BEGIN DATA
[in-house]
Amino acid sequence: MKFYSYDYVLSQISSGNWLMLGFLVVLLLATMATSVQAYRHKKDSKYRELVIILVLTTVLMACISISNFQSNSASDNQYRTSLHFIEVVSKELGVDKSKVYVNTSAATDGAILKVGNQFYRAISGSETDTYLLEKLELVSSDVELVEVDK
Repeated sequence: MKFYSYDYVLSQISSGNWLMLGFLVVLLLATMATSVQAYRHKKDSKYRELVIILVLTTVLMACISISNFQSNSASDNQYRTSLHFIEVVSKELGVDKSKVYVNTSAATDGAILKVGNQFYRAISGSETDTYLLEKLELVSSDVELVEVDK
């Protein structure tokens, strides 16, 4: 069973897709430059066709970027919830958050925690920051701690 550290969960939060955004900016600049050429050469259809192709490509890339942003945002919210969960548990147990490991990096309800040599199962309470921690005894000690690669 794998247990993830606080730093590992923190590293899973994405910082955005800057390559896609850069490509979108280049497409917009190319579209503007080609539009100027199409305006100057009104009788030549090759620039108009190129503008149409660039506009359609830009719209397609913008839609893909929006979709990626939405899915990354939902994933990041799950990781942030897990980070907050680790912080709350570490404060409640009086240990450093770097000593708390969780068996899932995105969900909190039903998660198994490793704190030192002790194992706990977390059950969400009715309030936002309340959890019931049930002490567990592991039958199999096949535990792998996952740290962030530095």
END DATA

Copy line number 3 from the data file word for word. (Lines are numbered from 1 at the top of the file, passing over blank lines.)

Repeated sequence: MKFYSYDYVLSQISSGNWLMLGFLVVLLLATMATSVQAYRHKKDSKYRELVIILVLTTVLMACISISNFQSNSASDNQYRTSLHFIEVVSKELGVDKSKVYVNTSAATDGAILKVGNQFYRAISGSETDTYLLEKLELVSSDVELVEVDK